The number of people who were dispensed opioid painkillers dropped during the height of Victoria’s COVID-19 restrictions, then increased as lockdowns lifted, Monash University researchers have found.
While researchers in the study, the first of its kind in Australia, expected that prescription opioid use may have risen during lockdowns, they discovered the opposite was the case.
“We hypothesized mental health conditions experienced during the pandemic may have coincided with higher rates of people using opioids, particularly because stress can exacerbate pain,” said Pharmacist and Ph.D. candidate, Monica Jung.
“However, those numbers actually fell, perhaps due to fewer face-to-face medical consultations, canceled elective surgeries, and fewer incidents of physical trauma because most of us were isolating at home.”
“On the other hand, there could have been barriers in people being able to access medical appointments and opioid prescriptions, which may have resulted in people with untreated pain.”
The study is part of Monash University’s landmark Melbourne Experiment, and was a collaboration between Monash’s Centre for Medicine Use and Safety at the Monash Institute of Pharmaceutical Sciences in Parkville, the Monash Addiction Research Centre and the Monash Data Futures Institute.
Jung said the team used national dispensing data to analyze the use of all opioids listed under the Pharmaceutical Benefits Scheme. That included 10 types of medication, including morphine, oxycodone, fentanyl and tramadol.
The data were used to compare two points in time: March 2020 when nationwide COVID-19 restrictions were imposed, and late October the same year when lockdowns eased in Victoria.
“The impact of the March restrictions was most pronounced in Victoria and New South Wales, in terms of people taking opioid pain medication,” Jung said.
The total number of people dispensed prescription opioid medication declined further in Victoria than in NSW.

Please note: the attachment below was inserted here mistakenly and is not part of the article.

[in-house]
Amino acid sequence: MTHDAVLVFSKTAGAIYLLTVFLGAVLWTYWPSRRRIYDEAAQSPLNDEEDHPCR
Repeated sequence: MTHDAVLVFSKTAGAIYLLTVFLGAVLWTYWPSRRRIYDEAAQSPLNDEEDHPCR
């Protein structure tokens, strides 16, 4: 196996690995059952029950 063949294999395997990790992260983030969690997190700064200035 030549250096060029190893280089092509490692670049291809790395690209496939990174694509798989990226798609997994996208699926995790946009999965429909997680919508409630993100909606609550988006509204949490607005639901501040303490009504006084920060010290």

“But following the easing of lockdown in Victoria in October 2020, we observed an increase (.72 per 1000 people per week) in those numbers,” Jung said.
The study showed there was no significant increase in NSW or the rest of Australia at that time. And the number of people who commenced long-term opioid therapy did not change in any part of Australia.
Previous Monash University research has found three million Australian adults take opioid pain medications each year. While opioids have an important role in managing acute and cancer pain, Jung said opioids can potentially lead to adverse events including falls, fractures, overdose and motor vehicle accidents.
Australia ranks eighth highest in the world per capital when it comes to opioid consumption.
Jung said the study’s findings provided an important insight into how COVID-19 restrictions impacted access to prescription opioids, and would help inform future strategic responses to ensure safe and effective use of opioids for pain relief.
Monash Data Futures Institute Research Director Geoff Webb added, “These results demonstrate the potential of advanced data analysis to provide unexpected insights into medicine use and safety in the community and the benefits of interdisciplinary research.”
The study has been published in the British Journal of Clinical Pharmacology.
Monica Jung et al, COVID‐19 restrictions and the incidence and prevalence of prescription opioid use in Australia—a nationwide study, British Journal of Clinical Pharmacology (2022). DOI: 10.1111/bcp.15577
British Journal of Clinical Pharmacology
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